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Buddhadharma : Spring 2017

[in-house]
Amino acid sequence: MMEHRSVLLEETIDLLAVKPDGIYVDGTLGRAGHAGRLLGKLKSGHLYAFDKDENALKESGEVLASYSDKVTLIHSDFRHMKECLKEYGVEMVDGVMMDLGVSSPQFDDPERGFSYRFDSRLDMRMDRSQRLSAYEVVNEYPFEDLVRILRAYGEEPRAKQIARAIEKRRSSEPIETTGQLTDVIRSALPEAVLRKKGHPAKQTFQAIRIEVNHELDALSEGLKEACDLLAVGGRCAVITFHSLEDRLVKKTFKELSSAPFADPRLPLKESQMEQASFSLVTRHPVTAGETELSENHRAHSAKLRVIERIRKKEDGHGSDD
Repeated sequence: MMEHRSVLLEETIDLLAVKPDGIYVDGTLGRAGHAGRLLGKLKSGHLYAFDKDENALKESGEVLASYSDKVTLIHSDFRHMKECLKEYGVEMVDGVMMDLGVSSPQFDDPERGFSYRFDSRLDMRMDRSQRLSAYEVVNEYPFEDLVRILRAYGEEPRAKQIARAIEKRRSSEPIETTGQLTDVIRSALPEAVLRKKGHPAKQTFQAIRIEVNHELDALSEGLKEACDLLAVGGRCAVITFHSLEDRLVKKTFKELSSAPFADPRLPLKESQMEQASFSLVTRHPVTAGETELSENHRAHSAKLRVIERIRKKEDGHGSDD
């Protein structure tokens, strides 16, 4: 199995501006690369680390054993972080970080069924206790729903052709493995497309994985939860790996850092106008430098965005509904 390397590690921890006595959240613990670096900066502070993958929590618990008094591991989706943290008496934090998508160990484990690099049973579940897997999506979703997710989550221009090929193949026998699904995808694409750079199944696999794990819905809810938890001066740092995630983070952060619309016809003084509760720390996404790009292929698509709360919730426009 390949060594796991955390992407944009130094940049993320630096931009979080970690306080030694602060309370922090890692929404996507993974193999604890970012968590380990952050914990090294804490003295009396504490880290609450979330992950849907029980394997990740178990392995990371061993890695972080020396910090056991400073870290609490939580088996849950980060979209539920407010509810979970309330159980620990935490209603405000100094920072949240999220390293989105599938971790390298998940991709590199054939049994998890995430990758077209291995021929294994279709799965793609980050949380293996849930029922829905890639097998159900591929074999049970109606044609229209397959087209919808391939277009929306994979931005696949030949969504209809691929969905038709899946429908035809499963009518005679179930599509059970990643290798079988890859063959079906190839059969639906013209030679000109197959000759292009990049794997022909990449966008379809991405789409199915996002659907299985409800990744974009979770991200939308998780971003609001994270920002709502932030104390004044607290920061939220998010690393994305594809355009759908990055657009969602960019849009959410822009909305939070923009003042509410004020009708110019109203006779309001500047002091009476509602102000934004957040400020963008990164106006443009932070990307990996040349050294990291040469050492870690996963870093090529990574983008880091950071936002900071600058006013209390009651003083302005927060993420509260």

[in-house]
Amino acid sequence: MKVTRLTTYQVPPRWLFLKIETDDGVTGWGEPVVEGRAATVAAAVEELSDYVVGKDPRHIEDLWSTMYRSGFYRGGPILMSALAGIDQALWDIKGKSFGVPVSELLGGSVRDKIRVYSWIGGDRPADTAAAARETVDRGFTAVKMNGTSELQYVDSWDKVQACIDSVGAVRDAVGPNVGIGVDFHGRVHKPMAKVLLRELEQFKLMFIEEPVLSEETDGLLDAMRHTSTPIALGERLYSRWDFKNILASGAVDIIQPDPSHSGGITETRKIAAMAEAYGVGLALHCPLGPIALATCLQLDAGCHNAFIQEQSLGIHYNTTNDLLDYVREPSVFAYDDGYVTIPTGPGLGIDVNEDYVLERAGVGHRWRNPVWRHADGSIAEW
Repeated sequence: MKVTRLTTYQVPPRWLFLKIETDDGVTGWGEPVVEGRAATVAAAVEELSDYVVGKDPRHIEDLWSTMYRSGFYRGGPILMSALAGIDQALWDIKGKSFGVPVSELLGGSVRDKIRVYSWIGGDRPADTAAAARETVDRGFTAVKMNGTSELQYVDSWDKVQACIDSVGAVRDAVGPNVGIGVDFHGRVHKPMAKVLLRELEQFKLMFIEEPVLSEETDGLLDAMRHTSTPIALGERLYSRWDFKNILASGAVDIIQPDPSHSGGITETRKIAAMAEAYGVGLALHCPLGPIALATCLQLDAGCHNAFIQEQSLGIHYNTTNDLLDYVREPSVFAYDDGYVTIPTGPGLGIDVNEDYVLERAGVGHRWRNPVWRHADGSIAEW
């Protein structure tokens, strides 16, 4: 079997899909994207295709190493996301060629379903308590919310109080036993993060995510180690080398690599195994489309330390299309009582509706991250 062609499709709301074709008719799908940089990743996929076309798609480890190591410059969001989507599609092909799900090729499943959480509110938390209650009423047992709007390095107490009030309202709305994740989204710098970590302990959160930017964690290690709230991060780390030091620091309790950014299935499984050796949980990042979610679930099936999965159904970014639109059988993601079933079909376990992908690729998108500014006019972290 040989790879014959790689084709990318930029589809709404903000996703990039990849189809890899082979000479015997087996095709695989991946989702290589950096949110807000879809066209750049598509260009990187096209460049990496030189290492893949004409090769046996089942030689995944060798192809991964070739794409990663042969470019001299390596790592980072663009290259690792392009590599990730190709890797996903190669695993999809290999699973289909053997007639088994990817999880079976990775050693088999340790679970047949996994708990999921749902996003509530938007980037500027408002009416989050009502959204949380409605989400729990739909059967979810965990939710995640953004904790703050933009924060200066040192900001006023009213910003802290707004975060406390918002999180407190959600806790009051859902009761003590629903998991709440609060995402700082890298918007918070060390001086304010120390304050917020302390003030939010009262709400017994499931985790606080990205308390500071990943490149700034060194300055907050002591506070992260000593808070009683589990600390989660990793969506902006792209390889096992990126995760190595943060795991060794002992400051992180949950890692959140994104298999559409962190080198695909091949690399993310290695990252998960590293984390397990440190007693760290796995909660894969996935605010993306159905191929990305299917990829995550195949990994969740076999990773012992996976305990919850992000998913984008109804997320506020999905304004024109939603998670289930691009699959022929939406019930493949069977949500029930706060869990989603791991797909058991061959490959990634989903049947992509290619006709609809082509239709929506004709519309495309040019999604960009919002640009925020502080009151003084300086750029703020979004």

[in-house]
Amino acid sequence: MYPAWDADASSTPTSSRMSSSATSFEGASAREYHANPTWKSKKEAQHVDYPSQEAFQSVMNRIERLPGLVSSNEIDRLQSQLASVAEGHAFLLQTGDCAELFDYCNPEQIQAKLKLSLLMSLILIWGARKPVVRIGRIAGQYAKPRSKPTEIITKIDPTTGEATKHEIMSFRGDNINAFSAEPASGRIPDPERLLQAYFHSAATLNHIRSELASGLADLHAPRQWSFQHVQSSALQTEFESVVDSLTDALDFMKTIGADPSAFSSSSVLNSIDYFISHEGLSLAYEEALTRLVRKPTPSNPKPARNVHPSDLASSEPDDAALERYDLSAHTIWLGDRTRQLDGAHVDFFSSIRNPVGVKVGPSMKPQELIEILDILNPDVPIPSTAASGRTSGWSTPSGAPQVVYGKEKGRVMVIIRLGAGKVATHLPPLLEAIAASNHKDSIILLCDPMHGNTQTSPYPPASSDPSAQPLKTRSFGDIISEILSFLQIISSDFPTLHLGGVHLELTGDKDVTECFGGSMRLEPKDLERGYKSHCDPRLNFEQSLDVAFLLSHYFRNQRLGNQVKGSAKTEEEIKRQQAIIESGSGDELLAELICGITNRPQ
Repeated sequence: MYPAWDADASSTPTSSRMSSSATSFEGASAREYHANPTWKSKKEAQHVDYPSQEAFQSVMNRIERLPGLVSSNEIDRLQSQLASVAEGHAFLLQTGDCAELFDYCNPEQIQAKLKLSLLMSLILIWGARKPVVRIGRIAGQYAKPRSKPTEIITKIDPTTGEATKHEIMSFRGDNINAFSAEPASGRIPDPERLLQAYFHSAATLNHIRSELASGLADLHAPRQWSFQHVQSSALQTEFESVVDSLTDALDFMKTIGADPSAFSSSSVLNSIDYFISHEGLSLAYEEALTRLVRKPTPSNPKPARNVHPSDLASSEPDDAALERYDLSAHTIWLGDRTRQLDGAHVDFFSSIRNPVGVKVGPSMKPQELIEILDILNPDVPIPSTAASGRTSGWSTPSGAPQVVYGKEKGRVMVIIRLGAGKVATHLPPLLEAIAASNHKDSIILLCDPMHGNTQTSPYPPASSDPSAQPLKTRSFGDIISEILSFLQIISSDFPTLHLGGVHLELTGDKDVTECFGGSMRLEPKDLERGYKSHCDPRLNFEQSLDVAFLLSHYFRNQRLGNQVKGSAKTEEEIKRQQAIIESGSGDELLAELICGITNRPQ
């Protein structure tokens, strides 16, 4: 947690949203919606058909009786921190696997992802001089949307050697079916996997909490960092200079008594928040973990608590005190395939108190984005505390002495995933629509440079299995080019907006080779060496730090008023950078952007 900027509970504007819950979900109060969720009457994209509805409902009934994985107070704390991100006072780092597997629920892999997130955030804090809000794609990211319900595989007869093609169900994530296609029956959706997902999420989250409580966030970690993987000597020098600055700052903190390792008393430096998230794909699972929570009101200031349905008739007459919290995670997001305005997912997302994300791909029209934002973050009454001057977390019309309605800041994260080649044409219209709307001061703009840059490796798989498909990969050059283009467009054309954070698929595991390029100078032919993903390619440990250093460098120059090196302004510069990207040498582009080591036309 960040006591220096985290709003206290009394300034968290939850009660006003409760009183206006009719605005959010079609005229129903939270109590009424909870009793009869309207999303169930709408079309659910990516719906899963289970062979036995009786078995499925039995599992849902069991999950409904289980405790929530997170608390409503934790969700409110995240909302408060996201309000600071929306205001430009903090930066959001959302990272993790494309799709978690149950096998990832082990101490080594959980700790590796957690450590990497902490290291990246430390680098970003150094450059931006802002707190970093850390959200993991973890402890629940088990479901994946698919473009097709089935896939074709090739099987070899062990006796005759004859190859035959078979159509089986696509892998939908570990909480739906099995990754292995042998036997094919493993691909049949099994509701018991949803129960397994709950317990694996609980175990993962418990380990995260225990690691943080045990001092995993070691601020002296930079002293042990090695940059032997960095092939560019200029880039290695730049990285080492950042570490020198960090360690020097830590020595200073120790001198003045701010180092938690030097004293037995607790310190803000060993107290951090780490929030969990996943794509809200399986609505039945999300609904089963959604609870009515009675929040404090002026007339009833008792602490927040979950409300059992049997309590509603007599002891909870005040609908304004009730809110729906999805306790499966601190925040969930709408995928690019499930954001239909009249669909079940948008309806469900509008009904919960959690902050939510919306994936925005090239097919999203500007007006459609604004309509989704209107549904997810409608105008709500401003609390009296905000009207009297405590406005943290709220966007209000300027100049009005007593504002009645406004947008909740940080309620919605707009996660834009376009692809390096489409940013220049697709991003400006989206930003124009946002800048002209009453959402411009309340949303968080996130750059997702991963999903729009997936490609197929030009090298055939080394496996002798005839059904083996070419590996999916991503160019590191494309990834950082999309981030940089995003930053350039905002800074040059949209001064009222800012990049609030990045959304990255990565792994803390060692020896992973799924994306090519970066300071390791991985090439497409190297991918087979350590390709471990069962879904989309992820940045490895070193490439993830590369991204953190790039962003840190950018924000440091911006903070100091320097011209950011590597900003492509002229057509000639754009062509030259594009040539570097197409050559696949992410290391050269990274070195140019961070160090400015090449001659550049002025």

spring 2 0 1 7 buddhadharma: the practitioner’s quarterly 45 questioned an apparent logical contradiction in the standard view, though he was the earliest and most prominent of Theravada teachers to do so. He had discussed such contradictions privately with a per- sonal confidant of his who enjoyed a very high rank in the monastic hierarchy, but his confidant would not discuss it publicly. In recent decades, a grow- ing number of scholars and Dhamma students, lay and monastic, Asian and Western, have raised the same questions in various ways as well. Fortunately, when those who raise such questions have studied the matter at least as much as traditional apologists have, dismissing such questions on the grounds that the questioners simply do not understand the matter is no longer accepted as an honest response. The Buddha was not one to fall back on mysti- cism. Ajahn Buddhadasa recognized that religious teachings, including the Buddha’s teaching, use ordinary language in ways that express perspectives and realities less obvious than the perspectives and realities that ordinary language is typically used to express. Fundamentalist minds seem unable or unwilling to consider this natural fact of language and instead seek to interpret all teachings literally. Ajahn Buddhadasa, being more creative and skill- ful, recognized two levels in the Buddha’s language: an ordinary level of language that speaks of people and beings, and a Dhamma level of language that expresses not-self and dependent co-arising. Sensi- tivity to language and the meanings of key terms, which have changed over time, is central to under- standing the vital teaching on dependent co-arising, in particular. In short, Ajahn Buddhadasa consistently read the suttas from a not-self perspective and was consequently the first major figure in Thai Bud- dhism to publicly question the many lifetimes view of dependent co-arising that has long dominated Theravada teaching. One need not agree with him in order to appreciate the serious reflection he has given the matter. If seeing dependent co-arising is to see the Dhamma, Ajahn Buddhadasa’s perspectives challenge us to examine whether we actually see Dhamma or not. Ajahn Buddhadasa consistently read the suttas from a not- self perspective and publicly questioned the “many lifetimes” view of dependent co-arising that has long dominated Theravada teaching. Ajahn Buddhadasa on the beach at the Gulf of Siam, ca 1980s CoUrteSyoFbuddhadasaindapanyoarchives(banGkok)